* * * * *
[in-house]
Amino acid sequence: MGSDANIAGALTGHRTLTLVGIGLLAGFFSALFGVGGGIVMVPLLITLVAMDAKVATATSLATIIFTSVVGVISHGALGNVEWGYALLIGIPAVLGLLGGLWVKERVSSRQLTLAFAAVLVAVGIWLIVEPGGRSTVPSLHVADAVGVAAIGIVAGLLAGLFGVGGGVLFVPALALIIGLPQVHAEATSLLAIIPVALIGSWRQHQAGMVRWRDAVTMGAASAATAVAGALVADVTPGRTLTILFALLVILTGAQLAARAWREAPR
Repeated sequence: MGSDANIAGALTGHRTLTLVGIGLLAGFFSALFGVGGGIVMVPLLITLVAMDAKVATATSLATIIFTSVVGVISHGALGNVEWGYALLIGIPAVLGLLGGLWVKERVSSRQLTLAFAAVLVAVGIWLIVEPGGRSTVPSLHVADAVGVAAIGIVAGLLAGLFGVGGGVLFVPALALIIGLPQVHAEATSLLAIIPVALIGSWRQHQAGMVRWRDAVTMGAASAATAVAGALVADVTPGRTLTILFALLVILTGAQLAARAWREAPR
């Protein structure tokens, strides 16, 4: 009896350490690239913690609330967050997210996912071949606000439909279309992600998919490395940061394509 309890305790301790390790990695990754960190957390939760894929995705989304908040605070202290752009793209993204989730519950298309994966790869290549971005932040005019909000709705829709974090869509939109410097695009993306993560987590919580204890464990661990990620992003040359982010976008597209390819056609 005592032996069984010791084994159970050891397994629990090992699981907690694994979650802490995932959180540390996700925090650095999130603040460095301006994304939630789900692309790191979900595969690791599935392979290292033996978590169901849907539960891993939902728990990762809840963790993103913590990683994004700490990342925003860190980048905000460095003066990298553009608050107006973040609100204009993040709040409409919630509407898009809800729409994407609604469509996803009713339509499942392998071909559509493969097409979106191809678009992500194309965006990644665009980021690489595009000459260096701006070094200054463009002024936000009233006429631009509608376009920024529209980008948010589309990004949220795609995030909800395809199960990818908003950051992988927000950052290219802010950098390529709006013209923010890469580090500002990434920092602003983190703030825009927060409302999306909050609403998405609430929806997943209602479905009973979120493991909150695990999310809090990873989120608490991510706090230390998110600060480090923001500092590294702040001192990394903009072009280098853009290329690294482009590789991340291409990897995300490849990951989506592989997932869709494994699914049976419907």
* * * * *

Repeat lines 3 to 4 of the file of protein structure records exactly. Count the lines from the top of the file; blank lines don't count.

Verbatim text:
Repeated sequence: MGSDANIAGALTGHRTLTLVGIGLLAGFFSALFGVGGGIVMVPLLITLVAMDAKVATATSLATIIFTSVVGVISHGALGNVEWGYALLIGIPAVLGLLGGLWVKERVSSRQLTLAFAAVLVAVGIWLIVEPGGRSTVPSLHVADAVGVAAIGIVAGLLAGLFGVGGGVLFVPALALIIGLPQVHAEATSLLAIIPVALIGSWRQHQAGMVRWRDAVTMGAASAATAVAGALVADVTPGRTLTILFALLVILTGAQLAARAWREAPR
């Protein structure tokens, strides 16, 4: 009896350490690239913690609330967050997210996912071949606000439909279309992600998919490395940061394509 309890305790301790390790990695990754960190957390939760894929995705989304908040605070202290752009793209993204989730519950298309994966790869290549971005932040005019909000709705829709974090869509939109410097695009993306993560987590919580204890464990661990990620992003040359982010976008597209390819056609 005592032996069984010791084994159970050891397994629990090992699981907690694994979650802490995932959180540390996700925090650095999130603040460095301006994304939630789900692309790191979900595969690791599935392979290292033996978590169901849907539960891993939902728990990762809840963790993103913590990683994004700490990342925003860190980048905000460095003066990298553009608050107006973040609100204009993040709040409409919630509407898009809800729409994407609604469509996803009713339509499942392998071909559509493969097409979106191809678009992500194309965006990644665009980021690489595009000459260096701006070094200054463009002024936000009233006429631009509608376009920024529209980008948010589309990004949220795609995030909800395809199960990818908003950051992988927000950052290219802010950098390529709006013209923010890469580090500002990434920092602003983190703030825009927060409302999306909050609403998405609430929806997943209602479905009973979120493991909150695990999310809090990873989120608490991510706090230390998110600060480090923001500092590294702040001192990394903009072009280098853009290329690294482009590789991340291409990897995300490849990951989506592989997932869709494994699914049976419907």